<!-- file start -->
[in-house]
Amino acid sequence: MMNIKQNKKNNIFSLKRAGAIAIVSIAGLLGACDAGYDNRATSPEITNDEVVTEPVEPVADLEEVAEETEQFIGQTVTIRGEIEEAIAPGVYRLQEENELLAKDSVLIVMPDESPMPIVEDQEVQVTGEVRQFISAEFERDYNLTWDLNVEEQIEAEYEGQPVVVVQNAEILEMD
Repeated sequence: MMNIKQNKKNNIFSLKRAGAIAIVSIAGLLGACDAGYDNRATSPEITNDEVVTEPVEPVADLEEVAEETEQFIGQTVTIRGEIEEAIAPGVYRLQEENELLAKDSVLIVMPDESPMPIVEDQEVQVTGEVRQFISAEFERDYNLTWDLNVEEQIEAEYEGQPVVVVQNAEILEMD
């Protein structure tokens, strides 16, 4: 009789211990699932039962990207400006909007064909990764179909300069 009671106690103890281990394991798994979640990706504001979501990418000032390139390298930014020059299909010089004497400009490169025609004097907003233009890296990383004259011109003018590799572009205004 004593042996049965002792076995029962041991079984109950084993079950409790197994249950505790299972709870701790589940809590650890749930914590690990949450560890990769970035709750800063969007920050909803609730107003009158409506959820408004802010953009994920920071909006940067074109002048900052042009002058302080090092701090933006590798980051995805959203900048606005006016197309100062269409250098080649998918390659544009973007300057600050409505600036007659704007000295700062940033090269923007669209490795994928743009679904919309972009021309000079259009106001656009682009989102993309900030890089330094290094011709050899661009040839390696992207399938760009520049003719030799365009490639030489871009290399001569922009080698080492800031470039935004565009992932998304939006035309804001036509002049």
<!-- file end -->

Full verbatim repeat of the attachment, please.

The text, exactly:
[in-house]
Amino acid sequence: MMNIKQNKKNNIFSLKRAGAIAIVSIAGLLGACDAGYDNRATSPEITNDEVVTEPVEPVADLEEVAEETEQFIGQTVTIRGEIEEAIAPGVYRLQEENELLAKDSVLIVMPDESPMPIVEDQEVQVTGEVRQFISAEFERDYNLTWDLNVEEQIEAEYEGQPVVVVQNAEILEMD
Repeated sequence: MMNIKQNKKNNIFSLKRAGAIAIVSIAGLLGACDAGYDNRATSPEITNDEVVTEPVEPVADLEEVAEETEQFIGQTVTIRGEIEEAIAPGVYRLQEENELLAKDSVLIVMPDESPMPIVEDQEVQVTGEVRQFISAEFERDYNLTWDLNVEEQIEAEYEGQPVVVVQNAEILEMD
């Protein structure tokens, strides 16, 4: 009789211990699932039962990207400006909007064909990764179909300069 009671106690103890281990394991798994979640990706504001979501990418000032390139390298930014020059299909010089004497400009490169025609004097907003233009890296990383004259011109003018590799572009205004 004593042996049965002792076995029962041991079984109950084993079950409790197994249950505790299972709870701790589940809590650890749930914590690990949450560890990769970035709750800063969007920050909803609730107003009158409506959820408004802010953009994920920071909006940067074109002048900052042009002058302080090092701090933006590798980051995805959203900048606005006016197309100062269409250098080649998918390659544009973007300057600050409505600036007659704007000295700062940033090269923007669209490795994928743009679904919309972009021309000079259009106001656009682009989102993309900030890089330094290094011709050899661009040839390696992207399938760009520049003719030799365009490639030489871009290399001569922009080698080492800031470039935004565009992932998304939006035309804001036509002049």